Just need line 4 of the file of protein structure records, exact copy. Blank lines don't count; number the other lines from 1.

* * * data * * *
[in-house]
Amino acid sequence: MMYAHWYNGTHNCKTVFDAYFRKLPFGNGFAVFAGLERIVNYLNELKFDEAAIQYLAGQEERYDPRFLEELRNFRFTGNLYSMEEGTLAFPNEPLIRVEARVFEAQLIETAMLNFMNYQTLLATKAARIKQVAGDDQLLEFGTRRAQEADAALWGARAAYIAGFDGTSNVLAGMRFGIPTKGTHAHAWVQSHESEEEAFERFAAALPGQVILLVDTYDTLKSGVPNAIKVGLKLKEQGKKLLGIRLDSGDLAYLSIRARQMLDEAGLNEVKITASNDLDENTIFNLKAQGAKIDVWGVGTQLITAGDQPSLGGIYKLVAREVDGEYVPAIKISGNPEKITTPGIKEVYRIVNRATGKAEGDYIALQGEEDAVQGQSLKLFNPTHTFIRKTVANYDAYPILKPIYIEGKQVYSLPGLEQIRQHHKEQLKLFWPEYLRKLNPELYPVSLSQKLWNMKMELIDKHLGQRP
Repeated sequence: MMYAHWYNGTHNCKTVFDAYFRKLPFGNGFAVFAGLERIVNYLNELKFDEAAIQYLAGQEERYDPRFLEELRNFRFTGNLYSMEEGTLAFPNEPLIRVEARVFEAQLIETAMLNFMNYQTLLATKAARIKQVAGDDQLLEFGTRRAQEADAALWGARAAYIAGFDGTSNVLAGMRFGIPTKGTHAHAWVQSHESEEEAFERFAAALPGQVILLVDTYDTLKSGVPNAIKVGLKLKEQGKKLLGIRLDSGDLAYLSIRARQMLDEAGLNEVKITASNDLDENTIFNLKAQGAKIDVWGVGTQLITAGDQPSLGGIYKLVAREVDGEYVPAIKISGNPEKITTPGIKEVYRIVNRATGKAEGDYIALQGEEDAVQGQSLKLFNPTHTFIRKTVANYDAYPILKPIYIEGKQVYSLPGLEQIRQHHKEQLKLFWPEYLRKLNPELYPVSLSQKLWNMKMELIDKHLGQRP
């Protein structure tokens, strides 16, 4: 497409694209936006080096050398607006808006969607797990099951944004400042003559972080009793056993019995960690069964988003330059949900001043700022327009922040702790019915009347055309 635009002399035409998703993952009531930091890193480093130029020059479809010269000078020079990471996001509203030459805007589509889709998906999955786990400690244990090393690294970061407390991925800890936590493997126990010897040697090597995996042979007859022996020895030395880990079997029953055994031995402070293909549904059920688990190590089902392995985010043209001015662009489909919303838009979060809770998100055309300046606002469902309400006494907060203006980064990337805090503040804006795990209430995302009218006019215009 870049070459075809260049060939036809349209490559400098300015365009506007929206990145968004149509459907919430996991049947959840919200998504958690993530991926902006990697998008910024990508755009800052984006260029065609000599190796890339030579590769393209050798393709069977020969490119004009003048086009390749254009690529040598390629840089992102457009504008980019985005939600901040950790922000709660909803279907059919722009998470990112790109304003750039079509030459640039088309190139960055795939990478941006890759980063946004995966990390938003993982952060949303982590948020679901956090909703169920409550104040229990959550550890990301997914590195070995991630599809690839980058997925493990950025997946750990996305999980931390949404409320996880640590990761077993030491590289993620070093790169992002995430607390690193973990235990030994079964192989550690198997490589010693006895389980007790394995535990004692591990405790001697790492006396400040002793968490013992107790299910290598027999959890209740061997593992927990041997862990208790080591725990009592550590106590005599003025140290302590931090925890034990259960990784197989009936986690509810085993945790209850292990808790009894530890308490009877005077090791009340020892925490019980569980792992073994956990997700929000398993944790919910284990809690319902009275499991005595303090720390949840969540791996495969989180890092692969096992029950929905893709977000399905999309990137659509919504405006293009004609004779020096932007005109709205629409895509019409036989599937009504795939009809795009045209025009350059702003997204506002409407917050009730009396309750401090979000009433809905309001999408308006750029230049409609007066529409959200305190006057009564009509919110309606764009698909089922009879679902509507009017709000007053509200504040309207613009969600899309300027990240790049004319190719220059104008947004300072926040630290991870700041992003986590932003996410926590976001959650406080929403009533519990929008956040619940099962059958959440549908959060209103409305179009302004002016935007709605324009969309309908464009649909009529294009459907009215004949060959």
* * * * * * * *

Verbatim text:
């Protein structure tokens, strides 16, 4: 497409694209936006080096050398607006808006969607797990099951944004400042003559972080009793056993019995960690069964988003330059949900001043700022327009922040702790019915009347055309 635009002399035409998703993952009531930091890193480093130029020059479809010269000078020079990471996001509203030459805007589509889709998906999955786990400690244990090393690294970061407390991925800890936590493997126990010897040697090597995996042979007859022996020895030395880990079997029953055994031995402070293909549904059920688990190590089902392995985010043209001015662009489909919303838009979060809770998100055309300046606002469902309400006494907060203006980064990337805090503040804006795990209430995302009218006019215009 870049070459075809260049060939036809349209490559400098300015365009506007929206990145968004149509459907919430996991049947959840919200998504958690993530991926902006990697998008910024990508755009800052984006260029065609000599190796890339030579590769393209050798393709069977020969490119004009003048086009390749254009690529040598390629840089992102457009504008980019985005939600901040950790922000709660909803279907059919722009998470990112790109304003750039079509030459640039088309190139960055795939990478941006890759980063946004995966990390938003993982952060949303982590948020679901956090909703169920409550104040229990959550550890990301997914590195070995991630599809690839980058997925493990950025997946750990996305999980931390949404409320996880640590990761077993030491590289993620070093790169992002995430607390690193973990235990030994079964192989550690198997490589010693006895389980007790394995535990004692591990405790001697790492006396400040002793968490013992107790299910290598027999959890209740061997593992927990041997862990208790080591725990009592550590106590005599003025140290302590931090925890034990259960990784197989009936986690509810085993945790209850292990808790009894530890308490009877005077090791009340020892925490019980569980792992073994956990997700929000398993944790919910284990809690319902009275499991005595303090720390949840969540791996495969989180890092692969096992029950929905893709977000399905999309990137659509919504405006293009004609004779020096932007005109709205629409895509019409036989599937009504795939009809795009045209025009350059702003997204506002409407917050009730009396309750401090979000009433809905309001999408308006750029230049409609007066529409959200305190006057009564009509919110309606764009698909089922009879679902509507009017709000007053509200504040309207613009969600899309300027990240790049004319190719220059104008947004300072926040630290991870700041992003986590932003996410926590976001959650406080929403009533519990929008956040619940099962059958959440549908959060209103409305179009302004002016935007709605324009969309309908464009649909009529294009459907009215004949060959």